This new cohort of female stars taking the lead in developing their own projects is by no means the first actresses to seek greater creative control behind the camera, though. All the way back in the silent era, when industry power structures were less entrenched, “there was no codifying of what the rules were, so you could call yourself [a director or producer] as a woman,” explains Helen O’Hara, film journalist and author of Women vs. Hollywood. “There was nobody arguing with you about, ‘Oh, that’s too prestigious a role for a woman, that sounds a bit suspect.’”

Mary Pickford, the silent film icon nicknamed ‘America’s Sweetheart’ who became the first-ever actress to secure a $1 million contract in 1916, was a “fantastic example of someone who had sway over her own films,” O’Hara says. She became a producer just three years into her lengthy career, overseeing all aspects of her films from the cast and crew to the script and the edit. In 1919, she co-founded the ground-breaking distribution company United Artists, which would wrest control (and profit) away from the studios and give it back to directors and performers, along with future husband and fellow Hollywood idol Douglas Fairbanks, Charlie Chaplin and director DW Griffith. She and her husband then launched the Pickford-Fairbanks Studio on Santa Monica Boulevard, where they would exclusively shoot their movies; even as her acting career waned with the advent of the ‘talkie’ era, she continued to produce projects for United Artists, remaining partners in the company with Chaplin until the mid-Fifties.

Pickford’s case remained an unusual one, though, especially as the studio system solidified. Some big-name actresses would launch production houses that only lasted the course of one or two films, like Bette Davis’s BD Productions or Hedy Lamarr’s Mars Film Corporation; most would focus their attention on their own star vehicles (it’s also worth noting that these opportunities were largely afforded only to white actresses).

Others were producers in all but name. During Hollywood’s Golden Age, when the studio system was at its peak, many stars would have clauses in their contracts allowing them to pick and choose scripts and talent. Take Pickford’s one-time daughter-in-law, Joan Crawford. “If you look at somebody like Joan Crawford and [1954 film] Johnny Guitar, she was certainly instrumental in putting that together,” O’Hara says. “She doesn’t get credited as a producer but she found the book and got the script written and presented it to the director, and it went from there.”

Since then, the figure of the star-slash-producer has “waxed and waned in terms of popularity and power,” O’Hara says, nodding to the Nineties, when stars like Jodie Foster, Drew Barrymore, Queen Latifah and Alicia Silverstone set up successful production outfits. Recently, though, the most significant shift has been a widening of parameters: actresses are no longer focusing their producing efforts entirely on star vehicles for themselves, instead of using their platform to create opportunities for or collaborate with other actors, writers and directors, especially those from groups that the industry has historically under-served.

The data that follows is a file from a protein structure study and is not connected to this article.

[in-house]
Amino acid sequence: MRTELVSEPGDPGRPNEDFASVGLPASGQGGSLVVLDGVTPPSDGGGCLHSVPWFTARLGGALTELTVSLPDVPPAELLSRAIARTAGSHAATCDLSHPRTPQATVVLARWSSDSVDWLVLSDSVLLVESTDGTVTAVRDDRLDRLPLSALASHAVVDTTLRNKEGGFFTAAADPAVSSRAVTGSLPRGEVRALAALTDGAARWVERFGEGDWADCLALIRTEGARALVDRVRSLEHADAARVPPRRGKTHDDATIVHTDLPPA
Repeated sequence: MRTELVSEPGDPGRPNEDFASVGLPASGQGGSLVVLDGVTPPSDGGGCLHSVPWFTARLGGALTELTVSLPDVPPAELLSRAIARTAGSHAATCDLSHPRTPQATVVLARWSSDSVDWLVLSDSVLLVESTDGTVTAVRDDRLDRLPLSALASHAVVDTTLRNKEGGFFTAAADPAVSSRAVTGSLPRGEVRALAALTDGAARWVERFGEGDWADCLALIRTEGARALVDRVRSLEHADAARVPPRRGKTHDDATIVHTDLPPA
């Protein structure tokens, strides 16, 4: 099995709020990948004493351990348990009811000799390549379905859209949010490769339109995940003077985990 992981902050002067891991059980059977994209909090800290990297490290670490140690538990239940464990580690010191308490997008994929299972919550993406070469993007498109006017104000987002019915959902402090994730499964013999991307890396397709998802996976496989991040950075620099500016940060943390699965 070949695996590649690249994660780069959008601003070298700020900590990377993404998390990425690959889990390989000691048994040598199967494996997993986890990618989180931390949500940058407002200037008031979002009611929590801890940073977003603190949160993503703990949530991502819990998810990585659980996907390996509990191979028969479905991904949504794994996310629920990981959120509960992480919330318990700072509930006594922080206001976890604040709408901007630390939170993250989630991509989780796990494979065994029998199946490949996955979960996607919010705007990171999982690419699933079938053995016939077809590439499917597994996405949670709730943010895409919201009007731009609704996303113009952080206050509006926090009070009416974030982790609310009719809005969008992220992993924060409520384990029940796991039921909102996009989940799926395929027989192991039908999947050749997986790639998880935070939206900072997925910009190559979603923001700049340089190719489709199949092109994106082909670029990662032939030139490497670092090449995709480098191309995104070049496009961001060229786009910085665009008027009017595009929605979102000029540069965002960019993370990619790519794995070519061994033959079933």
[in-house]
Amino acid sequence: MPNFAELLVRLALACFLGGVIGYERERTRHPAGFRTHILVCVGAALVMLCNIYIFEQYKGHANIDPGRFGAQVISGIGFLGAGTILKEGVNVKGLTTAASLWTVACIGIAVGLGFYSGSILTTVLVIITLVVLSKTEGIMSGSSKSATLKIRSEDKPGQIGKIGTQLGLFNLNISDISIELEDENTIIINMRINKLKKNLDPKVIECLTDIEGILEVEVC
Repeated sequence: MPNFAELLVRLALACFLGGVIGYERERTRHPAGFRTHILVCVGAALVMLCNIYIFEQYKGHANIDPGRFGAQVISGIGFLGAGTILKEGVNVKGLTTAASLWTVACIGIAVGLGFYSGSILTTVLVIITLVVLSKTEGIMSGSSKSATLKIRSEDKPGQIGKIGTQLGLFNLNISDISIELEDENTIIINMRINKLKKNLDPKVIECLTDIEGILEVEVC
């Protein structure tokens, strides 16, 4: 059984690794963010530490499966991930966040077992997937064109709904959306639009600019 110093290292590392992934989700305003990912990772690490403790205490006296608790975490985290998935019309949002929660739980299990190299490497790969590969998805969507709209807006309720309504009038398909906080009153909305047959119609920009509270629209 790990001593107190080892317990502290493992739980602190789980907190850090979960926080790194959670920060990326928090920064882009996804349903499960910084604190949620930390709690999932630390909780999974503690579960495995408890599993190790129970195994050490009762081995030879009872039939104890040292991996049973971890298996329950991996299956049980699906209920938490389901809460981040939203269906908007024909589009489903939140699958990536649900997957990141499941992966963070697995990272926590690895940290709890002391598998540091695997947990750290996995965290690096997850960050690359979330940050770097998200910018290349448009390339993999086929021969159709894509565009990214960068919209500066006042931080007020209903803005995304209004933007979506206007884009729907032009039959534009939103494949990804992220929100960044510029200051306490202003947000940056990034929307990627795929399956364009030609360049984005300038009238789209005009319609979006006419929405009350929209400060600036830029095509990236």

“We never started a company to be a starring vehicle for me or to be a platform for me to chase my dreams,” Robbie told The Hollywood Reporter last year. “It was really that we wanted to expand what female stories and female storytellers could do in this industry, and I don’t need to be onscreen for that to happen.”

She concedes, though, that her “platform can also open some of those doors” for first or second-time filmmakers who might otherwise struggle to get their projects off the ground, and clearly takes her role as a mentor seriously. In 2019, her company launched a screenwriting lab for women writers in collaboration with Birds of Prey scribe Christina Hodson; one year on, five out of the six participants had sold an action feature pitch to a major film company; the sixth sold a television series. She is not the only star to head up such a scheme. In October Emmy-winning writer and actress Lena Waithe, who has produced films like Queen & Slim and The 40 Year Old Version, launched a 10-month mentoring programme for aspiring actors, writers and creative executives through her production outfit Hillman Grad Productions. “The hope is to populate the industry with people that otherwise wouldn’t have access to it,” she said. 

What has caused this sea change? Along with the proliferation of opportunities driven by streaming, it’s hard to overstate the impact of the cultural shift catalysed by the Me Too revelations and subsequent Time’s Up movement, which brought some of Hollywood’s most influential women together with a shared aim. “A lot of actresses started talking behind the scenes furiously during that period,” O’Hara says. “I think a lot of this new era of cooperation, of not seeing Hollywood as a zero-sum game, came out of that because they started to see, ‘right, we can not just compete for the one decent female role every year, we can make sure that there are 10, even 100 decent female roles’. They just realised their own responsibility as rich, powerful, independent women to try and do more to change the circumstances around them. I think they’ve realised they might have more power to do that than they were led to believe.”